Everybody thought that Good Friday was the end of Jesus.
But on the following Sunday something wonderful happened – God raised Jesus from the dead.
Over the next few weeks he appeared to his family and friends on a number of occasions.
The next song, Hallelujah, celebrates the risen Christ.
God has spoken, death is broken – Christ has woken from the grave.
Christ is risen from his prison – Christ is risen from the grave.
Sing and shout now, tell it out now – Jesus is Lord!
Jesus was put on trial before the religious leaders.
The High Priest asked him if he was the Messiah, the Son of God. When Jesus said
I am, the whole Council condemned him to death.
As they did not have the authority to execute the sentence, they brought him to Pilate, the Roman Governor. They accused Jesus of being a threat to Roman rule.
Pilate was not convinced but, swayed by the crowd, agreed that the death sentence should be carried out.
Jesus was to be crucified.
The song ‘Lord, What Have They Done?’ imagines someone looking at Jesus on the cross and thinking
“What a waste”. The third verse, which you’ll hear sung as a duet, gives the reply of Jesus.
Lord, What Have They Done?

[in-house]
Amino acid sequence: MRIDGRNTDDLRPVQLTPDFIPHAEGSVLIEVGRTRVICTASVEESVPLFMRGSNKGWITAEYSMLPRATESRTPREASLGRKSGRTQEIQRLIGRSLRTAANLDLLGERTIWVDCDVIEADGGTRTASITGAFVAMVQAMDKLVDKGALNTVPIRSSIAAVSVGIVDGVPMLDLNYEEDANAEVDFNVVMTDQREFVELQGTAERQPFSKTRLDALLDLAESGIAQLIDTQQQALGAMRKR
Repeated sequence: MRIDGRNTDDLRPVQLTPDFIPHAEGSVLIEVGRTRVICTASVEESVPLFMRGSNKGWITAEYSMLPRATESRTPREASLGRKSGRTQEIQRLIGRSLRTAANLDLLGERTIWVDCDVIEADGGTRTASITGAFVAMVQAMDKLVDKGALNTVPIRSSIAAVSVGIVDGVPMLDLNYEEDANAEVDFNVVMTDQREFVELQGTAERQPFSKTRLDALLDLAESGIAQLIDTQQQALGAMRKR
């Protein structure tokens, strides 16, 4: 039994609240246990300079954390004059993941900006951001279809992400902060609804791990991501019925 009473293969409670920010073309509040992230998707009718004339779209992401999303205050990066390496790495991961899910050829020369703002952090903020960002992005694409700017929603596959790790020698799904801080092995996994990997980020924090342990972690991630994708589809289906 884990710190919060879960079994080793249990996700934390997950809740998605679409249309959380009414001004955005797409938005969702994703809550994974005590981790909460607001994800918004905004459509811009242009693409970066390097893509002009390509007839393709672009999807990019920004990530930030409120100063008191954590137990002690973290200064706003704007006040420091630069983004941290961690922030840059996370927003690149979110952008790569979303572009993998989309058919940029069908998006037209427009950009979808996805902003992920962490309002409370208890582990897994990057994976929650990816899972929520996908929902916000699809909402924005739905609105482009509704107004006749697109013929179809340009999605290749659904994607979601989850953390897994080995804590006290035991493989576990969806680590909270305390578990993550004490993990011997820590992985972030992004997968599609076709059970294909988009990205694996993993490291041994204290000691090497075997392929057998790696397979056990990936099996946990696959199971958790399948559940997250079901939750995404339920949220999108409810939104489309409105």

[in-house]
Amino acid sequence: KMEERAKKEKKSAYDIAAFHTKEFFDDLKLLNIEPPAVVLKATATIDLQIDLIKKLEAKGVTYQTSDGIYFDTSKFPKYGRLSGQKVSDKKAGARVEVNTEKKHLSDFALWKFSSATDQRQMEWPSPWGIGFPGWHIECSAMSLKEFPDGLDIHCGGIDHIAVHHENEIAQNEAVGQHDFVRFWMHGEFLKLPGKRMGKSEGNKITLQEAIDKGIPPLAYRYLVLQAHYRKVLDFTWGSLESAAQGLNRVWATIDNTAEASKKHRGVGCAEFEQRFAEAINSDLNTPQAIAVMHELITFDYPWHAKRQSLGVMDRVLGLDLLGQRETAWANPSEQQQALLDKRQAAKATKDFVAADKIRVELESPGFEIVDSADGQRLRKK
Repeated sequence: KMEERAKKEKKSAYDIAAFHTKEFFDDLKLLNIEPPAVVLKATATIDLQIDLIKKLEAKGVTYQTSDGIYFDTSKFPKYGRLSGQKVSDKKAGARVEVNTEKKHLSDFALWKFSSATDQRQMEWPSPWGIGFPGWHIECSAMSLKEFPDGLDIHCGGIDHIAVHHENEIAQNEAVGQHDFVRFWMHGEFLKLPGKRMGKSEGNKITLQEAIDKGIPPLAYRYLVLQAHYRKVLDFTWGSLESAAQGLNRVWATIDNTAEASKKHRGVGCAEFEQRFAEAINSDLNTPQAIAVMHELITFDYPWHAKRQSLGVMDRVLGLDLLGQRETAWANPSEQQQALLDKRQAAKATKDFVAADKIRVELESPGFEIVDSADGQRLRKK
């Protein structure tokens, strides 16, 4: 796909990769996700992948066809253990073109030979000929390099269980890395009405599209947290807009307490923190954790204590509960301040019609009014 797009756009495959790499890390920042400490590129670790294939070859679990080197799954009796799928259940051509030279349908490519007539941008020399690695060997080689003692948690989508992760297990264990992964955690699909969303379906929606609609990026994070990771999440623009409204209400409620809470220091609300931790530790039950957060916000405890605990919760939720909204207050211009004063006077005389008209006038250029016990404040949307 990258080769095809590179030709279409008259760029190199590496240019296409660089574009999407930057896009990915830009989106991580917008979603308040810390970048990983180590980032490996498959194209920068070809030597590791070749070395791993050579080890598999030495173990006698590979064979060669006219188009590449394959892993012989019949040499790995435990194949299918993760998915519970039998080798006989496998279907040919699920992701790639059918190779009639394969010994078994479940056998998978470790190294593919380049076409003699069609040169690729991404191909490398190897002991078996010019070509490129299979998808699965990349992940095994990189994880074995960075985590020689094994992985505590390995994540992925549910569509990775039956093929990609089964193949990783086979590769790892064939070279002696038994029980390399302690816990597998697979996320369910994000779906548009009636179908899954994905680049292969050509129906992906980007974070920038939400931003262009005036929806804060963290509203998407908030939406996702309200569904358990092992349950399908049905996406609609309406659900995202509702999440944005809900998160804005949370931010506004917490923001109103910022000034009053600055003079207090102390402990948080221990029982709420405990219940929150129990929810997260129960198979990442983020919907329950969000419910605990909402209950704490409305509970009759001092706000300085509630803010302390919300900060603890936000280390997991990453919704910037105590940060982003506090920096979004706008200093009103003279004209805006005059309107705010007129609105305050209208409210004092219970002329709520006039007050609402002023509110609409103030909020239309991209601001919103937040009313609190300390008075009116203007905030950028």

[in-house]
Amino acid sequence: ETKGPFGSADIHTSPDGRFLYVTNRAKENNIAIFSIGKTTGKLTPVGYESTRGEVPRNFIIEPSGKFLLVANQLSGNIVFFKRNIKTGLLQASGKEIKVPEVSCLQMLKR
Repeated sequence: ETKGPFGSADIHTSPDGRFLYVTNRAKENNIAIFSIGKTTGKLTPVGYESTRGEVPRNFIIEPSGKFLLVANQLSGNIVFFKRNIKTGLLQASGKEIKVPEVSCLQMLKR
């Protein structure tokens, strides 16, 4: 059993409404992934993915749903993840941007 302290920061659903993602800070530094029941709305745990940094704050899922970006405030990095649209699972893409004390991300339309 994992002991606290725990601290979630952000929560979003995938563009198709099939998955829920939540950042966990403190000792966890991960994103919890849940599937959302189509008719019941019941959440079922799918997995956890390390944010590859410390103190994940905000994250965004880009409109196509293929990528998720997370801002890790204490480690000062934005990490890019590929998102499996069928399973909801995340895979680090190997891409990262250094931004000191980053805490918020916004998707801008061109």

When the supper was ended, Jesus took Peter, James and John to an olive grove called Gethsemane.
Knowing the awful death that awaited him, Jesus suffered a time of agonising prayer.
The song ‘The Moon Shines’ portrays the loneliness of Jesus as he struggles to come to terms with what he has to do.
It was shortly after this that he was betrayed by Judas’s kiss.
The Moon Shines
Jesus was arrested and taken to the High Priest’s house.
All the disciples deserted him, but Peter and John followed and gained access to the High Priest’s courtyard.
Peter had boasted that he would never deny his Lord, but Jesus had predicted that before a cock crowed he would deny him three times.
Jesus came to Jerusalem knowing that he was going to be killed.
He also knew that his death would carry a huge spiritual importance.
It was the time of the Passover Festival when the Jewish people remembered their miraculous escape from slavery in Egypt.
Jesus celebrated the Passover with his disciples, but gave it new meaning by linking it with his imminent death on the cross.
The Last Supper
During the last supper Jesus spent time reassuring his disciples that despite his death and physical departure from them, he would leave them his presence through the Holy Spirit.
After three years of teaching, preaching and healing, Jesus came to the capital, Jerusalem.
His popularity and his fame had grown over the years, and he was given a rapturous welcome by the people.
He chose to enter the city, humbly on a donkey, to show that, although he was a king, he didn’t need a warhorse and an army.
He came in peace.
The crowd shouted Hosanna.
The ministry of Jesus was hugely popular with ordinary people. But many of the religious leaders took offence at it.
For one thing, he associated freely with people whom they considered to be unacceptable, such as prostitutes, and tax collectors for the hated Romans. And he was scathing in his criticism of their spiritual leadership.